(1904 to 1971)
He came from Japan to America in 1959 and founded the San Francisco Zen Center in 1962. He is the widely read author of Zen Mind, Beginner's Mind.
Jean Selkirk in the Community Room at Berkeley Zen Center. On the sewing closet door to the left is caligraphy by Hoitsu Suzuki reading: “Namu kie Butsu, Namu kie Ho, Namu kie So” (“I take refuge in Buddha, Dharma, and Sangha”).
The tradition of sewing Buddha’s Robe and giving precepts to lay practitioners (in addition) to priests began over the last two years of Suzuki-rōshi’s life in 1970 and 1971. Eshun Yoshida-rōshi came from Japan and visited Zen Center each of those years, leading a week-long sewing sesshin in 1971. She and both Katagiri-rōshi and Tomoe Katagiri were instrumental in bringing about this change. Here, Yoshida-rōshi is speaking with Tomoe-san.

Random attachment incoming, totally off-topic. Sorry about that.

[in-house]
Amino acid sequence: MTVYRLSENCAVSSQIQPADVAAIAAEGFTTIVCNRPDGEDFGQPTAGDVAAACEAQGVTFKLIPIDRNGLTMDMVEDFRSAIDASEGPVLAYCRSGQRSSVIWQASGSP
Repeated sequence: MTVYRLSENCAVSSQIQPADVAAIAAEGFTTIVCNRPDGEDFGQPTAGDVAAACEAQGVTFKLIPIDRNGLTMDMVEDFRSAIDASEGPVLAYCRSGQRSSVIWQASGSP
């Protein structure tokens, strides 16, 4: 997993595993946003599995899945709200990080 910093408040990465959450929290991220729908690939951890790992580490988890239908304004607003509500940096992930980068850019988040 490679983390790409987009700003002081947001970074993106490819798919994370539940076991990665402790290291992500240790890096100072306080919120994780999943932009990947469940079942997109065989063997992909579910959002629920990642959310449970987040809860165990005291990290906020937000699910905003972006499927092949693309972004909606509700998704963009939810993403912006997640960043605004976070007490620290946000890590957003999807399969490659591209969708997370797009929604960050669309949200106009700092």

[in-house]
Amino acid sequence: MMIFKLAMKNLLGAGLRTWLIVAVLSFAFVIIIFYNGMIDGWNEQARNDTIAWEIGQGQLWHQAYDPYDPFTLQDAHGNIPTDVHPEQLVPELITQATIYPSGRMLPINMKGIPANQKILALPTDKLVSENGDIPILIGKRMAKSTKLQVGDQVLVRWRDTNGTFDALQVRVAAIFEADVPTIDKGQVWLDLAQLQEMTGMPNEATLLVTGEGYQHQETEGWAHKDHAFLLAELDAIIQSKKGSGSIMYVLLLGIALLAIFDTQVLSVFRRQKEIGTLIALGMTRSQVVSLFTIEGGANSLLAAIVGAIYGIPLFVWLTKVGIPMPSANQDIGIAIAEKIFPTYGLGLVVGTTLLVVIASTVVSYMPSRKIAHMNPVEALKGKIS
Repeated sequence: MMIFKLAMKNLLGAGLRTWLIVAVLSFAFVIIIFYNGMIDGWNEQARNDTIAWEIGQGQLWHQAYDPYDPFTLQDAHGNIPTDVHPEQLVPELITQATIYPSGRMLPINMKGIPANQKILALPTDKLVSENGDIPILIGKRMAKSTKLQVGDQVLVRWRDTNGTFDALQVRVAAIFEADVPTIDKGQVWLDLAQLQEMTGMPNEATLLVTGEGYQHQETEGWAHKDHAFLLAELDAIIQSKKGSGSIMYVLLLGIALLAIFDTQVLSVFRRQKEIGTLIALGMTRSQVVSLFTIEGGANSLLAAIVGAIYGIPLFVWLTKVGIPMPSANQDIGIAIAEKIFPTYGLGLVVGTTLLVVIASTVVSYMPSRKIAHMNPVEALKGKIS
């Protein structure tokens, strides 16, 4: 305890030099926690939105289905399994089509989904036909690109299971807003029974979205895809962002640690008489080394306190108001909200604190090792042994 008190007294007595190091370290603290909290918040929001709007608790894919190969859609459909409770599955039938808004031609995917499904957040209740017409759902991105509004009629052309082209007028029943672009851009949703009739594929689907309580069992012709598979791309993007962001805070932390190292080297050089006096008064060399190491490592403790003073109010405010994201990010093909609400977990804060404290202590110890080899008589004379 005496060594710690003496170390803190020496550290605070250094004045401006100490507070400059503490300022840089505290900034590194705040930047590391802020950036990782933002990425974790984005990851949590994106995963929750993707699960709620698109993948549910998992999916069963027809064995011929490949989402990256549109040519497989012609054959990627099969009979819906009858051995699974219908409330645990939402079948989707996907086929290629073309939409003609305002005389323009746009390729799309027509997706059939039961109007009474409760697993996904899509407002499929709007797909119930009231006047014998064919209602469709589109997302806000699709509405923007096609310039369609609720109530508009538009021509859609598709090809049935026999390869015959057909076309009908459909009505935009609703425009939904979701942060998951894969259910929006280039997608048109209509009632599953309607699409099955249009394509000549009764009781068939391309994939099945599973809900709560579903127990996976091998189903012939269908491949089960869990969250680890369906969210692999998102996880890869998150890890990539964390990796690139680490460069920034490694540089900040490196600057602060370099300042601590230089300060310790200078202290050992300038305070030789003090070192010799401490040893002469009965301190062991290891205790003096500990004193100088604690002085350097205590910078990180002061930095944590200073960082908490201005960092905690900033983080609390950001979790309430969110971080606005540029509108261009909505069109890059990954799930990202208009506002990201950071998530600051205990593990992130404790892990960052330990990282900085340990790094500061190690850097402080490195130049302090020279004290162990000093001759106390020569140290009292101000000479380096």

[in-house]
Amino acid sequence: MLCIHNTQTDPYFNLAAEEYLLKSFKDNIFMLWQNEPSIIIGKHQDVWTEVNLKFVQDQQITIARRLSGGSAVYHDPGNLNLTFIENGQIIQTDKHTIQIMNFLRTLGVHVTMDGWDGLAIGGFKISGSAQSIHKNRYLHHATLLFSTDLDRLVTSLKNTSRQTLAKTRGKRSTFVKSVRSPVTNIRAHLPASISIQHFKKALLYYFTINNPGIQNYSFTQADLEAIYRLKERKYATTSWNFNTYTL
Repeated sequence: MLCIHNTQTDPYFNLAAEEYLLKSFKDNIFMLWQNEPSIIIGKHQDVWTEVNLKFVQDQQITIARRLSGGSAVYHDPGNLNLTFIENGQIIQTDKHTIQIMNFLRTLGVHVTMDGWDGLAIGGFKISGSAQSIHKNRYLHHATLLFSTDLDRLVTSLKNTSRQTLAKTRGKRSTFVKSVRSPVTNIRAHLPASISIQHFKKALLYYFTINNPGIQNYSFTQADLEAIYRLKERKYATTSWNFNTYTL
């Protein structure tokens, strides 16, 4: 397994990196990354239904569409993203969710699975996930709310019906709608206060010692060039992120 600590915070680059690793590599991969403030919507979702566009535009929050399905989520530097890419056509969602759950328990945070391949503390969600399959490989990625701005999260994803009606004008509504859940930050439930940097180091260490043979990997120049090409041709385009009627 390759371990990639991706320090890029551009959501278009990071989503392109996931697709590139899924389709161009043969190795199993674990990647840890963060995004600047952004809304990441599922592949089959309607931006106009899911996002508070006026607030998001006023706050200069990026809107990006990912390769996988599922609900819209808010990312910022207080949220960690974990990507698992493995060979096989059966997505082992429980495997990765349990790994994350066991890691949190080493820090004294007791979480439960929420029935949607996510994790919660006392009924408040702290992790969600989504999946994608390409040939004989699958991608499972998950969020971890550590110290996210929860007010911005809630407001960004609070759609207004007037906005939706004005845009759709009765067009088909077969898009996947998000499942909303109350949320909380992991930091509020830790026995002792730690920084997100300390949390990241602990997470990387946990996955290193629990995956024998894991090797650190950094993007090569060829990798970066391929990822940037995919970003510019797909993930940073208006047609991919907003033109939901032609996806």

Zenkei Blanche Hartman attended that sewing sesshin (shown left, with Yoshida-rōshi) and continued to study sewing in 1973 with Kasai Jōshin-san. Jōshin-san began making almost annual trips from Japan for ten years starting in 1973 to transmit the sewing practice. Blanche and Jōshin- san worked closely together.
During those years, Blanche became Jōshin-san’s disciple, receiving the sewing lineage. Over those years and since, Blanche has helped many, many students sew their robes and has transmitted the teachings to sewing teachers at Zen Center and beyond.
Jōshin-san and Blanche in the dining hall at San Francisco Zen Center’S City Center during sewing practice .
Blanche and Jean in the Sewing Room at City Center.
Sewing Practice Begins at San Francisco Zen Center